Because each Metropass sale translates to so many trips in the stats, the loss of a sale has a big effect on the total TTC numbers. However, the people who “fall off” the Metropass group are likely to be those whose usage was borderline break-even and for whom convenience of a flash-and-go card had a value in its own right. Presto eliminates that value, and it would be no surprise to see many passholders switch over. The actual trips lost to the TTC are, for these riders, fewer than the average Metropass usage.
The trips/pass for the remaining sales should go up if the low end of the market shifts to Presto, but it is not clear whether the TTC adjusts their multiplier frequently. The “lost” riding could be as much an effect of overcounting the lost pass sales (and associated trips), as it is a real decline in system usage. This problem will become even trickier with the two-hour pass available through Presto where trips that used to count as two (or more) fares will now only count as one.
Meanwhile, in response to the falling numbers, the TTC has plans:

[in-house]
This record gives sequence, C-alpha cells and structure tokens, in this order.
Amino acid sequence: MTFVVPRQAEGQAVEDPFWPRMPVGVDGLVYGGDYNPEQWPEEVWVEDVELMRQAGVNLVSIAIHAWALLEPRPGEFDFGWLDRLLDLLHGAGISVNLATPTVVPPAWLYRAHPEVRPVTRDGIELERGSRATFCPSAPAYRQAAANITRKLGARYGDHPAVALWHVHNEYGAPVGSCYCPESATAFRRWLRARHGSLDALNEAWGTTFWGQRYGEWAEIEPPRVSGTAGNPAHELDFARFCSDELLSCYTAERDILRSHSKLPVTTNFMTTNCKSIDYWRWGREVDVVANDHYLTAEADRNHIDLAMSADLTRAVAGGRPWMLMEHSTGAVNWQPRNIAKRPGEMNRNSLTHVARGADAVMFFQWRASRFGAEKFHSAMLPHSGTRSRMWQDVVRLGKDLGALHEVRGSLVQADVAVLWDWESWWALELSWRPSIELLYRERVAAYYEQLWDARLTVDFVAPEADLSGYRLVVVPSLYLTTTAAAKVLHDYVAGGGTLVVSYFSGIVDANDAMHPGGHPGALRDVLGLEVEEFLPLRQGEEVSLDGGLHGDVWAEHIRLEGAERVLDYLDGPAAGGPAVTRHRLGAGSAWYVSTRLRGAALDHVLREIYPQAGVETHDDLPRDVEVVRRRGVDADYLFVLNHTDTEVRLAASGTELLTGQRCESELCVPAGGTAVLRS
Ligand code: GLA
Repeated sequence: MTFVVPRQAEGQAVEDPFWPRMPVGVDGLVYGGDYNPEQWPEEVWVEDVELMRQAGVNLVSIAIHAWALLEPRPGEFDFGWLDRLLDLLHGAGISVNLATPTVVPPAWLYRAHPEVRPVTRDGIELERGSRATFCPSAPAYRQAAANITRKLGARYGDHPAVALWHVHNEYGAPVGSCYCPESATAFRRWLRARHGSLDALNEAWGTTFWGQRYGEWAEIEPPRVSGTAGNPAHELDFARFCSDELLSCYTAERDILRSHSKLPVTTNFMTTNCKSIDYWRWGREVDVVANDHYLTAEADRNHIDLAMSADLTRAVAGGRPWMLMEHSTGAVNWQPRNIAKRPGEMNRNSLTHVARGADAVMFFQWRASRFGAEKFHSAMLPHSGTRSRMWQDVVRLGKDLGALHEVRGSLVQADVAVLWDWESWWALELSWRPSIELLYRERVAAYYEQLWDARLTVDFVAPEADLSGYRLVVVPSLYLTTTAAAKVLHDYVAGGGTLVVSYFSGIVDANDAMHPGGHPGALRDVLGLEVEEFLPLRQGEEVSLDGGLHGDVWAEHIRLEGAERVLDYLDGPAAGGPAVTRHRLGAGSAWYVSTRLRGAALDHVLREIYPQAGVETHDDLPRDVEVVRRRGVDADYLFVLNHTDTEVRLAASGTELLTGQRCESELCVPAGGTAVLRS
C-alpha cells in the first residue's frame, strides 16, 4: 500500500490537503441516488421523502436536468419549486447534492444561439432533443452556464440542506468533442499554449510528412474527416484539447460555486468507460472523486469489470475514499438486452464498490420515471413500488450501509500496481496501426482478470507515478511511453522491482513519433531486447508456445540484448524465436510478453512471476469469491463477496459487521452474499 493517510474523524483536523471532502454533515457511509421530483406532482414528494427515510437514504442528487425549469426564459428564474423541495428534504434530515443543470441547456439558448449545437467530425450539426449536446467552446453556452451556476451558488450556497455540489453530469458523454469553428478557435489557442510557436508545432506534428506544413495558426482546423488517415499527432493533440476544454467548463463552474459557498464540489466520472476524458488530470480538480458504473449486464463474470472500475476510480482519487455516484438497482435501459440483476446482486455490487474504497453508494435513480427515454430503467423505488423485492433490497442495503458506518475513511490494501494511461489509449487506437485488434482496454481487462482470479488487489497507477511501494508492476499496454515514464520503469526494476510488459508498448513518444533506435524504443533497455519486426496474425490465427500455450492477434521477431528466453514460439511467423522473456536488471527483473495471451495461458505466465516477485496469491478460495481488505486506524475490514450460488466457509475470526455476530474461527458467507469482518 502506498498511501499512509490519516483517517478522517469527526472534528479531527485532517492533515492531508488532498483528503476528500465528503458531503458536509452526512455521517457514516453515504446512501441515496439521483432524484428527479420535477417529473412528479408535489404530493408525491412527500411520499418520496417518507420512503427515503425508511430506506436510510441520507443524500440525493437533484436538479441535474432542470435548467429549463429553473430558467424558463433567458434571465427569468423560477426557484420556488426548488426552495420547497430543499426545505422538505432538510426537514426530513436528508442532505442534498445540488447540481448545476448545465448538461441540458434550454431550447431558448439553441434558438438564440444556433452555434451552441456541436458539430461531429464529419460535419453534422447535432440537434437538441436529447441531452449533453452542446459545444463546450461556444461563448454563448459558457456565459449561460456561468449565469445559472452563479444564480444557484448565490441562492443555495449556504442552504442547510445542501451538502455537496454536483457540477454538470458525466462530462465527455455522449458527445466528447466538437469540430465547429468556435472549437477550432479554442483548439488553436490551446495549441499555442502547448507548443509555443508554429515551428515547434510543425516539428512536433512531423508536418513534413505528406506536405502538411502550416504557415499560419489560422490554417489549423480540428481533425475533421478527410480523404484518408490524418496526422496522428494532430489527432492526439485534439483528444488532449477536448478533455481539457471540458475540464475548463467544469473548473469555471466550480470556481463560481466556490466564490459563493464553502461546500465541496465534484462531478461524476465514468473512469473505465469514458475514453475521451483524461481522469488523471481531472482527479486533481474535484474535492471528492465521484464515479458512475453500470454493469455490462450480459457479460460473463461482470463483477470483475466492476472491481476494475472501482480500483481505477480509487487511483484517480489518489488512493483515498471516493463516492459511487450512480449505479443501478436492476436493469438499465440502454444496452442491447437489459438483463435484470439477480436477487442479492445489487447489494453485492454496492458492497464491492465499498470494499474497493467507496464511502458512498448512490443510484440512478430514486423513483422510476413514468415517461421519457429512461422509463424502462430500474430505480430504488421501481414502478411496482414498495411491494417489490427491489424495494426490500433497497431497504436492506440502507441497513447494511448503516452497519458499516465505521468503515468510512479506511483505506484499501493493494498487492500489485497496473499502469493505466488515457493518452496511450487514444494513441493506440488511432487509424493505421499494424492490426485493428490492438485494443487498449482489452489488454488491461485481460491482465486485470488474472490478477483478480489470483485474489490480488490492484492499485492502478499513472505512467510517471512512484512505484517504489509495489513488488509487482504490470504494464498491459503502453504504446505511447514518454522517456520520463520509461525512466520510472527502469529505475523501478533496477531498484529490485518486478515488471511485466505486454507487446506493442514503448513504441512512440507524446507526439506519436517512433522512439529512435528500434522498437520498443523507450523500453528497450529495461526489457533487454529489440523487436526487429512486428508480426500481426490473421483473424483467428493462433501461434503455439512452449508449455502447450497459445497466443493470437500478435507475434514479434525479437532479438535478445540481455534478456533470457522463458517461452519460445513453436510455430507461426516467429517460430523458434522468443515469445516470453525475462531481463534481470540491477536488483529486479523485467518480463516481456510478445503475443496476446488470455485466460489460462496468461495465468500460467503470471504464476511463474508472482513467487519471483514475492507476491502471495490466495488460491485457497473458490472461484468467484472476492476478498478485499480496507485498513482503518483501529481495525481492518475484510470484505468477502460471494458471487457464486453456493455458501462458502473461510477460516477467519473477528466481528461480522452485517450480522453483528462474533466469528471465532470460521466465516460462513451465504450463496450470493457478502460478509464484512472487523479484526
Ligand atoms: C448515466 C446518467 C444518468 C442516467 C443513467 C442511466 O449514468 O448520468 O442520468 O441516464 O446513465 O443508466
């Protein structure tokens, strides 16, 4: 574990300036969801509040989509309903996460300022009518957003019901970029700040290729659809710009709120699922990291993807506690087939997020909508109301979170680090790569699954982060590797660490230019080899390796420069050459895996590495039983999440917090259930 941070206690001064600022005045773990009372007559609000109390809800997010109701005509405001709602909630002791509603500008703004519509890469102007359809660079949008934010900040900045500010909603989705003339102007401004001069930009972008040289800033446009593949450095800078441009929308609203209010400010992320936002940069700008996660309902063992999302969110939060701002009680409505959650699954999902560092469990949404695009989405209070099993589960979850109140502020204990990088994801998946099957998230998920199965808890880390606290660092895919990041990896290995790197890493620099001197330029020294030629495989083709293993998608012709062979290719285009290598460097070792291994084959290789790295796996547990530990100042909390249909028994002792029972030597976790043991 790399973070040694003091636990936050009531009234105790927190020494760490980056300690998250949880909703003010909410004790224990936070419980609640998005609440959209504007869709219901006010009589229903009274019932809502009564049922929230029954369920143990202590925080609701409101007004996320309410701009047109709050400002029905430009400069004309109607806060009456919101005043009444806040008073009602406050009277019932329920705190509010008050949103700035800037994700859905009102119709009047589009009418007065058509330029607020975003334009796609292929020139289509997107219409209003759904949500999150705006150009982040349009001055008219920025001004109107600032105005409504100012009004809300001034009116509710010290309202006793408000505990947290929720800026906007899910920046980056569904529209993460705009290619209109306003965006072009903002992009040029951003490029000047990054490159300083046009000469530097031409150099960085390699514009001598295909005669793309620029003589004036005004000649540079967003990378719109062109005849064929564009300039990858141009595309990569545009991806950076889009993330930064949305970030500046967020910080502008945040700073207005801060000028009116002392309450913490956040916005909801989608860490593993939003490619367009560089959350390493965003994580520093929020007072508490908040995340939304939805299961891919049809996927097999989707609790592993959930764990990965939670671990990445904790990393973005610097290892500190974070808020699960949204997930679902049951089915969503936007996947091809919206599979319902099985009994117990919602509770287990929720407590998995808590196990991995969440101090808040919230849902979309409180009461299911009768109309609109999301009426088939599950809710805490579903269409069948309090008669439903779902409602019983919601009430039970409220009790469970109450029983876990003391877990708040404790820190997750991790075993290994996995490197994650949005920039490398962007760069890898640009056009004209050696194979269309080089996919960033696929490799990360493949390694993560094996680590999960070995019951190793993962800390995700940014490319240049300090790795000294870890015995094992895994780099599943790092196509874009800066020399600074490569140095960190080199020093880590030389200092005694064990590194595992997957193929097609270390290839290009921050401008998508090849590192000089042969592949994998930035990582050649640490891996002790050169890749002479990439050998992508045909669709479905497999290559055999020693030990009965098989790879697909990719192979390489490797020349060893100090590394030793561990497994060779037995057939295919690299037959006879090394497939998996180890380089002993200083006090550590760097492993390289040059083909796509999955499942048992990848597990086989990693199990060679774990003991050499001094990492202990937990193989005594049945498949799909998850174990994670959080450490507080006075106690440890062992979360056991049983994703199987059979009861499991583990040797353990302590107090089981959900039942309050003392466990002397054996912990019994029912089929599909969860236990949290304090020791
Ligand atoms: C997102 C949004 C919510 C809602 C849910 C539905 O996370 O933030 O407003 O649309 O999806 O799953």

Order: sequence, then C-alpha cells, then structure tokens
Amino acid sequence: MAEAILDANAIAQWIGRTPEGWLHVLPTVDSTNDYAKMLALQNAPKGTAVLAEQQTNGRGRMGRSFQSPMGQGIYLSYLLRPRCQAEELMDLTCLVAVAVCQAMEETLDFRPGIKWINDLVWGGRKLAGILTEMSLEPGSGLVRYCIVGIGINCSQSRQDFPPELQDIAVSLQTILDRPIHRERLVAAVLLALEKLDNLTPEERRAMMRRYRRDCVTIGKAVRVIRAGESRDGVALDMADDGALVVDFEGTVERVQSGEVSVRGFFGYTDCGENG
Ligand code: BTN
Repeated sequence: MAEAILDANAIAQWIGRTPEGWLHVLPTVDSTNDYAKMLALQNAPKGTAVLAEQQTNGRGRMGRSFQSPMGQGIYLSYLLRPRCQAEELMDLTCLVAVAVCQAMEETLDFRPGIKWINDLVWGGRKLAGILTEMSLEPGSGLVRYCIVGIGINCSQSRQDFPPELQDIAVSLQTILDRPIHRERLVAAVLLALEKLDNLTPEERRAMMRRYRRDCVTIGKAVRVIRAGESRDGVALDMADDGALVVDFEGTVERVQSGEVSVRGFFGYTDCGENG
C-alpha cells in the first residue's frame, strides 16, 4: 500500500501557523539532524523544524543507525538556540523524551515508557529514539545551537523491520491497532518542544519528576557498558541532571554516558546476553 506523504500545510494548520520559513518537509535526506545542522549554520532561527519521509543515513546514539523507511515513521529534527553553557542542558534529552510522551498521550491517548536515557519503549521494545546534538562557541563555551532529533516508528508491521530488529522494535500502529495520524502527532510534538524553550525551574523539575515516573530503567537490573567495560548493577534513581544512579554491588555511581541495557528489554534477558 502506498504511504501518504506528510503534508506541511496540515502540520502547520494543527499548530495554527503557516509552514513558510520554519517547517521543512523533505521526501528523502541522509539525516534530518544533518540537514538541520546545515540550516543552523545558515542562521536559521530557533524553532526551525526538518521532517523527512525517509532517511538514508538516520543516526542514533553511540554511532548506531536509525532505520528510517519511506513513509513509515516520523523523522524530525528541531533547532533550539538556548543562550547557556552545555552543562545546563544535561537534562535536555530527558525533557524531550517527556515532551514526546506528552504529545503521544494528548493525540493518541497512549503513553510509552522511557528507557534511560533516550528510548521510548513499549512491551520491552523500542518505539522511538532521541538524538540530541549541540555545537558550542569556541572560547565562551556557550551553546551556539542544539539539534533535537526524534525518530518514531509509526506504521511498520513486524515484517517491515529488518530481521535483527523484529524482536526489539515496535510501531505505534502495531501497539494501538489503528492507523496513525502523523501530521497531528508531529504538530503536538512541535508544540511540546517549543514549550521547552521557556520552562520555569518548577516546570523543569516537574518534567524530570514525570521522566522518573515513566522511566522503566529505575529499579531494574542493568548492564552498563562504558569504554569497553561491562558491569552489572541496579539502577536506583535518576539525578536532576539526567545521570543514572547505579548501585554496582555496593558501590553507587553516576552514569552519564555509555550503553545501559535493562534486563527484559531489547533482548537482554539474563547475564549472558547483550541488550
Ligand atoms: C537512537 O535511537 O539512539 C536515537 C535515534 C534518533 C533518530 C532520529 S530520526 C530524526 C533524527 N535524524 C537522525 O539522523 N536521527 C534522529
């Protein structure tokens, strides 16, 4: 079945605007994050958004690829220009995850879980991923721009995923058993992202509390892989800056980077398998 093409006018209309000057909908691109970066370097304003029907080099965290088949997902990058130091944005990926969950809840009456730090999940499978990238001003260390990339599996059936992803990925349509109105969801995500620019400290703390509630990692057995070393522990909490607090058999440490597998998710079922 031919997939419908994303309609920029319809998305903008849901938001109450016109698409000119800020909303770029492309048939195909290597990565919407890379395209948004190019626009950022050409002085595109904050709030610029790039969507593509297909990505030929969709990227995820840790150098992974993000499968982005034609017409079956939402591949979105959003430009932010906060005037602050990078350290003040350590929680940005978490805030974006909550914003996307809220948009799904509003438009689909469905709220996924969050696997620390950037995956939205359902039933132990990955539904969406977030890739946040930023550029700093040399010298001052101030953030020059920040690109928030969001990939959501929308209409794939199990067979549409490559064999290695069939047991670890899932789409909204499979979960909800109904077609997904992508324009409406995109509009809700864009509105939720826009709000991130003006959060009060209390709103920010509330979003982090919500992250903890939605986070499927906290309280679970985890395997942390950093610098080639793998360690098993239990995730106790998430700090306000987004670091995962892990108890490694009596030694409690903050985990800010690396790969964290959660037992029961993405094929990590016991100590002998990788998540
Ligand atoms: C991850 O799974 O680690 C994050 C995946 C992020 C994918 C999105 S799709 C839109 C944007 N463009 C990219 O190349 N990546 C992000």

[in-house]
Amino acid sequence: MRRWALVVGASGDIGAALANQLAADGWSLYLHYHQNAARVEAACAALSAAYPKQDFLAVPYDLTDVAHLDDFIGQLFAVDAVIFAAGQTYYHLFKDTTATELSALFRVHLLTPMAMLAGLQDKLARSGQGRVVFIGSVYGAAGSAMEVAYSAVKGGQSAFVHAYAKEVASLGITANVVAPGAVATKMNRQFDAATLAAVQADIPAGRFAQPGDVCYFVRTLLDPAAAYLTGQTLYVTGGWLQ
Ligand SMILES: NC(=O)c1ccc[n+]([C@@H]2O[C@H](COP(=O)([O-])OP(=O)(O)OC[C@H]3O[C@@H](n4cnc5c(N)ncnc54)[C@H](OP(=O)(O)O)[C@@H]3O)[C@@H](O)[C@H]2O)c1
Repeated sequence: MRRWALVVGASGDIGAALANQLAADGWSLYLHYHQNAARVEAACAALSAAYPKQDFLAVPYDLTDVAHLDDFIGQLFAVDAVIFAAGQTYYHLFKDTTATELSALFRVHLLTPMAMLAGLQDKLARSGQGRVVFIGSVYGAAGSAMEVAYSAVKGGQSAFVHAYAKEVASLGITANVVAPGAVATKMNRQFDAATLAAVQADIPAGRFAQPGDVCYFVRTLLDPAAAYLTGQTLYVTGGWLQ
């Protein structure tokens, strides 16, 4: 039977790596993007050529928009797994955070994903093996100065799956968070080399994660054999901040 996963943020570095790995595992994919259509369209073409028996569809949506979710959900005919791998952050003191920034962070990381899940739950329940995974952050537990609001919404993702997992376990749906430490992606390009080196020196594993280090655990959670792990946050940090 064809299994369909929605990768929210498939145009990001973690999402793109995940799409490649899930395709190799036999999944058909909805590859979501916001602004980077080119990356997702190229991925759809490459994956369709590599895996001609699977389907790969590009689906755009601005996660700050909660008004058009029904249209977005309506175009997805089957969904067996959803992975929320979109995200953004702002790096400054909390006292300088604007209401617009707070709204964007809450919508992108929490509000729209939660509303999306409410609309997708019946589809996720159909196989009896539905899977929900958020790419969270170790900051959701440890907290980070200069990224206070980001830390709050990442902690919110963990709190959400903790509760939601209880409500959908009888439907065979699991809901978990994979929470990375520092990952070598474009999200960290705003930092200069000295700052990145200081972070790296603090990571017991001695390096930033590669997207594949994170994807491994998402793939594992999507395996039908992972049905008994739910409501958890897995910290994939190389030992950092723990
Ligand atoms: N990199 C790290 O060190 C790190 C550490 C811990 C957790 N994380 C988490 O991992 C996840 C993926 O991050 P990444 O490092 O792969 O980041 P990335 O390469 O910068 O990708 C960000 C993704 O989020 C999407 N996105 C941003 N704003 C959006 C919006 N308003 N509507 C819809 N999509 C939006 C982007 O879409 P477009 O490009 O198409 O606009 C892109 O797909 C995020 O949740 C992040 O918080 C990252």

To re-establish sustained ridership growth, a new Ridership Growth Strategy (RGS) is being implemented. RGS initiatives include implementing a two-hour transfer on PRESTO and relieving overcrowding on surface routes.
Research is also underway to analyze the changes in monthly Metropass sales and corresponding ridership impact. [p. 19]
If one goal of RGS is to relieve overcrowding, then it is clear that at least part of the system needs more service to handle demand even while official “ridership” is not growing. There may be routes with falling ridership, but even they must be viewed with caution lest the fall be the result of irregular or even reduced service.
Indeed, if there are overcrowded routes, why does the TTC not publish a list of routes, periods and locations where crowding is a problem that cannot be addressed without more capacity? Toronto cannot begin to talk about attracting new riders if it does not provide enough service to carry those who are already trying to use the system, or even understand the scope of the current system’s shortfall.